- Mar 2, 2016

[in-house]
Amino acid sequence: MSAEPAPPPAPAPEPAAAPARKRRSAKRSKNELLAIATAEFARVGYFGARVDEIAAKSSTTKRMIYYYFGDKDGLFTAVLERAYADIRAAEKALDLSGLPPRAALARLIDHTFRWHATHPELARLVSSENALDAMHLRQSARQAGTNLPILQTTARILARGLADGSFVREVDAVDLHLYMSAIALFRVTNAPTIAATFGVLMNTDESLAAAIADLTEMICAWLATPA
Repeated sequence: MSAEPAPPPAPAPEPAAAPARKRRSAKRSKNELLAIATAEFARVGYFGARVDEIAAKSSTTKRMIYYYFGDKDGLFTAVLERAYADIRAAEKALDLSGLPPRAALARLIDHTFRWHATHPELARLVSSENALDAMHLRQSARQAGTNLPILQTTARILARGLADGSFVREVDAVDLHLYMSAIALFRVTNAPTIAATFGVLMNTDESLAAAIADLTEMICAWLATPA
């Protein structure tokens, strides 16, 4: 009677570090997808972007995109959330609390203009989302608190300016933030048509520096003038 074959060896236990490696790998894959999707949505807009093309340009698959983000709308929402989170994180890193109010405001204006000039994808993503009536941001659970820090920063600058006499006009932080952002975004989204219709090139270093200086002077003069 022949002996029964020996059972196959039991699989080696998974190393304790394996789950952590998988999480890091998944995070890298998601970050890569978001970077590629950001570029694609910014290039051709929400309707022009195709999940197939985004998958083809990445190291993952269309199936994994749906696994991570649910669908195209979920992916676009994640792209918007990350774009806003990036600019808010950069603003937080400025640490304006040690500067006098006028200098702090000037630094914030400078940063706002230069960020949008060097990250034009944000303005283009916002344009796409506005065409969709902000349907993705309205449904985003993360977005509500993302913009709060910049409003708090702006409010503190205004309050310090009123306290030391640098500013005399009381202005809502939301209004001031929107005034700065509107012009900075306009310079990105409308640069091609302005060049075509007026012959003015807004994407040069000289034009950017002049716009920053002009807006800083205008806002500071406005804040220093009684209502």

I'm only asking this because it seems a popular idea that the claws of a vinegaroon are especially effective on centipedes. I recently watched a Monster Bug Wars episode where a vinegaroon killed a stripe-tailed centipede (Scolopocryptops melanostomus) of similar length. In the comments, there was heated debate about whether the vinegaroon would have been able to beat the much larger "desert centipede" (Ethmostigmus rubripes, the "tiger" variant) which featured earlier in the show and earned itself a lot of hate after killing a scorpion. Some didn't believe so, as E. rubripes is over 10 times the size of S. melanostomus, while others maintained that vinegaroons were well-known predators of centipedes, and would be able to prey on any centipede, even Scolopendra gigantea. I did not find a shred of info to support the latter proposition, save a video from one of those Japanese bug fights in which a Mastigoproctus giganteus killed a S. dehaani. However, as those fights are in extremely unnatural conditions, and centipedes in particular seem to care more about getting out of the box than fighting, I am still looking for more evidence. I'm not being a centipede fanboy here, though I will admit that they are my favourite inverts, but I simply cannot imagine a 7cm M. giganteus being able to withstrain and prey on a pede as large as an Ethmostigmus rubripes (which can get to 25cm), let alone a Gigantea. Does anyone know if vinegaroons are actually centipede specialists?